I will commit tonight to pray for your hurting heart. Please keep in touch. I’m moved by your vulnerable sharing, dear Drusilla.
      ~ Debbie

      1. Debbie,

        I think it is very complicated when dealing with predators–I am convinced that such people are ‘wired’ differently. They need a lot of help psychologically and conversion spiritually. But, generally, it seems to me that they are unrepentant beings who will repeat their offenses against mankind for as long as they live. They will not stop unless there is intervention from the outside. It is possible that the most loving thing to do is to stop them–for their sake and for the sake of potential victims.

        When you asked for forgiveness of your hardened heart, you probably unknowingly and unintentionally presented the reality of his situation to him. Since that reality (as opposed to his fantasy and justification) is unacceptable to him, he ripped you. In other words, he victimized you, too.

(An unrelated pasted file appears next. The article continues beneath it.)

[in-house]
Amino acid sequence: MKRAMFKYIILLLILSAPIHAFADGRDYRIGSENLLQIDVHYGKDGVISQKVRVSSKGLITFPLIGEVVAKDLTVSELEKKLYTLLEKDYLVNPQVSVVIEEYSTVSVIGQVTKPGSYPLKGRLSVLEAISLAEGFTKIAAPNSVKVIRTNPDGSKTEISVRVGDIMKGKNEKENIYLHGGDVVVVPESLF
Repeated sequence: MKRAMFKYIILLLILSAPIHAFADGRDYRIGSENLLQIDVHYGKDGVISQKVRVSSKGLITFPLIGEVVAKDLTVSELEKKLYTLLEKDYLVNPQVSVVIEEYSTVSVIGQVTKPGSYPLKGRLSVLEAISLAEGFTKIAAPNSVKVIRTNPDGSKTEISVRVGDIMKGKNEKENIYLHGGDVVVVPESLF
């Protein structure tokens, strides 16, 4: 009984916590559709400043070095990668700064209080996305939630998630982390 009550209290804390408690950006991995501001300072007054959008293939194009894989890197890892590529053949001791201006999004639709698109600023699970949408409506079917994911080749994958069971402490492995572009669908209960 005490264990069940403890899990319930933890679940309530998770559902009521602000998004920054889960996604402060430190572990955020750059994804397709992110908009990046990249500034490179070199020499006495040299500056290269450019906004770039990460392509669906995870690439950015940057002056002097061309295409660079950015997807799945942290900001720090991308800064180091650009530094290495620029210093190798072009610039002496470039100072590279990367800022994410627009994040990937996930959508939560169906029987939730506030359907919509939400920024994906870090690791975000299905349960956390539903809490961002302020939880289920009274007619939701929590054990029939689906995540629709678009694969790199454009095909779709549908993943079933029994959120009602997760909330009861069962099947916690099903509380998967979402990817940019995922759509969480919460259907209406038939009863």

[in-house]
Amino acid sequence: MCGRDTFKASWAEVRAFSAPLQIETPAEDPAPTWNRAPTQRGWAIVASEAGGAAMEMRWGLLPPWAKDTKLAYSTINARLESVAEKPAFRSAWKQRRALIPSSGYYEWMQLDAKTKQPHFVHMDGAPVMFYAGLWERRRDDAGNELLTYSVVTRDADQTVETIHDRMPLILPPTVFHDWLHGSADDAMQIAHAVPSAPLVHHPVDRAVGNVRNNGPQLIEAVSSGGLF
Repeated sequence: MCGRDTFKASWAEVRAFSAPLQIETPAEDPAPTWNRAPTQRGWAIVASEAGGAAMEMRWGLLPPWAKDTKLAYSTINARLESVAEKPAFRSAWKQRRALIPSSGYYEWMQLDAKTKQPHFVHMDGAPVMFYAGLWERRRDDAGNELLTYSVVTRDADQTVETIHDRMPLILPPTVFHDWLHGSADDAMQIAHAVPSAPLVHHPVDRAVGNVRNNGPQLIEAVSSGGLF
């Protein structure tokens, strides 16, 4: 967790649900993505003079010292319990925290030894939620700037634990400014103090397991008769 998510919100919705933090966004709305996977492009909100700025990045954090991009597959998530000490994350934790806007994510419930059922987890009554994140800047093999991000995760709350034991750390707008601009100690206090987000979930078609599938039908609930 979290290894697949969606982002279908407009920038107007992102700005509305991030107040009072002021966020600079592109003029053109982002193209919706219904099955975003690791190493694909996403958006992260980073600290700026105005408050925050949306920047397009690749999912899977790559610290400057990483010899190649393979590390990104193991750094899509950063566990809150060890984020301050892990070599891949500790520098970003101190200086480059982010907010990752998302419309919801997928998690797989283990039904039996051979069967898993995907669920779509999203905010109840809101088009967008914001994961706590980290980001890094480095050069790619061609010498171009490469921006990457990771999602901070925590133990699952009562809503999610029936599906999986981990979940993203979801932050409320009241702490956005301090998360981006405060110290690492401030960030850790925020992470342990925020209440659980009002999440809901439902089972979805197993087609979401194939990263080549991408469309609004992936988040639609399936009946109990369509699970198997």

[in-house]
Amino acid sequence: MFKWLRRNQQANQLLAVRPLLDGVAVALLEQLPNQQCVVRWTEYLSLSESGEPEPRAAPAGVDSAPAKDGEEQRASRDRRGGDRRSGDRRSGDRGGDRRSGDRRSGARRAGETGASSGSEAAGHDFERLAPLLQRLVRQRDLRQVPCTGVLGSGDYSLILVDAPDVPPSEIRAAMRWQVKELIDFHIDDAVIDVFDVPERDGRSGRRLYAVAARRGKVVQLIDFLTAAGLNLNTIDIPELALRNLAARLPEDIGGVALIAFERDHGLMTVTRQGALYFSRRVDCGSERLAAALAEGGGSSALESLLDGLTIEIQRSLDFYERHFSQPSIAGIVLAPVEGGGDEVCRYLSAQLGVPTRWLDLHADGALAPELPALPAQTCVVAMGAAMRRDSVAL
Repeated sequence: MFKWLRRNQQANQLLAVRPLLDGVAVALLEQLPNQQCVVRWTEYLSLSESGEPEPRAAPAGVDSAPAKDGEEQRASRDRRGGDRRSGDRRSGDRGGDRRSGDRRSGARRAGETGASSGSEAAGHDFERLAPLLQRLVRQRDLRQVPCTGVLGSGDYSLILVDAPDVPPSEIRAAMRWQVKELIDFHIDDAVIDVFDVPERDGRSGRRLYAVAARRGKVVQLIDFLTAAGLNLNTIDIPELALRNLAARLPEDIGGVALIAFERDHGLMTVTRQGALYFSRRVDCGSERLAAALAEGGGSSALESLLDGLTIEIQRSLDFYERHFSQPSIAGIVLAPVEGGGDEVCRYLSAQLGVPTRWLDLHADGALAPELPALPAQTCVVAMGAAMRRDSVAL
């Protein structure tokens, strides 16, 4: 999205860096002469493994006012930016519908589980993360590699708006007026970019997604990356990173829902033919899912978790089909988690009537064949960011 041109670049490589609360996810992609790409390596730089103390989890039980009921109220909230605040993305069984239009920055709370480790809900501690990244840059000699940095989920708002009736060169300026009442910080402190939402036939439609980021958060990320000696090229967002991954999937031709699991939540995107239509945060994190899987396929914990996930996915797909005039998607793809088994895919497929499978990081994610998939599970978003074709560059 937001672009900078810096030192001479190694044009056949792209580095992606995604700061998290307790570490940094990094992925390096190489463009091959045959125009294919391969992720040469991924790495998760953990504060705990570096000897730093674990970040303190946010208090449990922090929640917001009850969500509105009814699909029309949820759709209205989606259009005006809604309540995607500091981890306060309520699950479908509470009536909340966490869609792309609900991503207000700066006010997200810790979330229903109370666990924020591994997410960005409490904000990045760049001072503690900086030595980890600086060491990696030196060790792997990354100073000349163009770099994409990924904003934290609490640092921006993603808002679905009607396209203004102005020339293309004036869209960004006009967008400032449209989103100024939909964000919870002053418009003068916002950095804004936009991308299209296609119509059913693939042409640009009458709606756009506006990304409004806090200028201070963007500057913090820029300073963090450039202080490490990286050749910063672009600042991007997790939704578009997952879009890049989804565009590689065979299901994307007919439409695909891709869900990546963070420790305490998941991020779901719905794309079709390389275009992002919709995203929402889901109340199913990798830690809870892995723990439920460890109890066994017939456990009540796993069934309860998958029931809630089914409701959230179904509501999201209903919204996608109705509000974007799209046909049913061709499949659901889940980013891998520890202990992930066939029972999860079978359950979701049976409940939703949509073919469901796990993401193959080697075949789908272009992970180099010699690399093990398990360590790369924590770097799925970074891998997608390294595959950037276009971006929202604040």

Sometimes, I am unable to love predators. I wrote about this on one of blogs; can’t remember exactly where right now. But, I stated that sometimes the best I can do is simply not to judge people. I leave judgment to God. Neutrality of heart is not the same as a loving heart, but it does prevent me from consuming myself with negativity.

    1. Jeanne – If you mean the photo on my banner, I took it on 101 between Port Orford and Gold Beach, Oregon. This was my view on my commute to work! Hope to end up back there someday!
      ~ Debbie

  3. Beuchner is one of the favorite authors of my favorite songwriter, Terry Scott Taylor. One of his groups, called “Daniel Amos” did a CD called “Mr. Beuchner’s Dream.” I think I may have read one of his books, but I can’t remember. I keep meaning to look him up and read some. Now I know I need to. Thanks again, for the inspiration, painful though it was.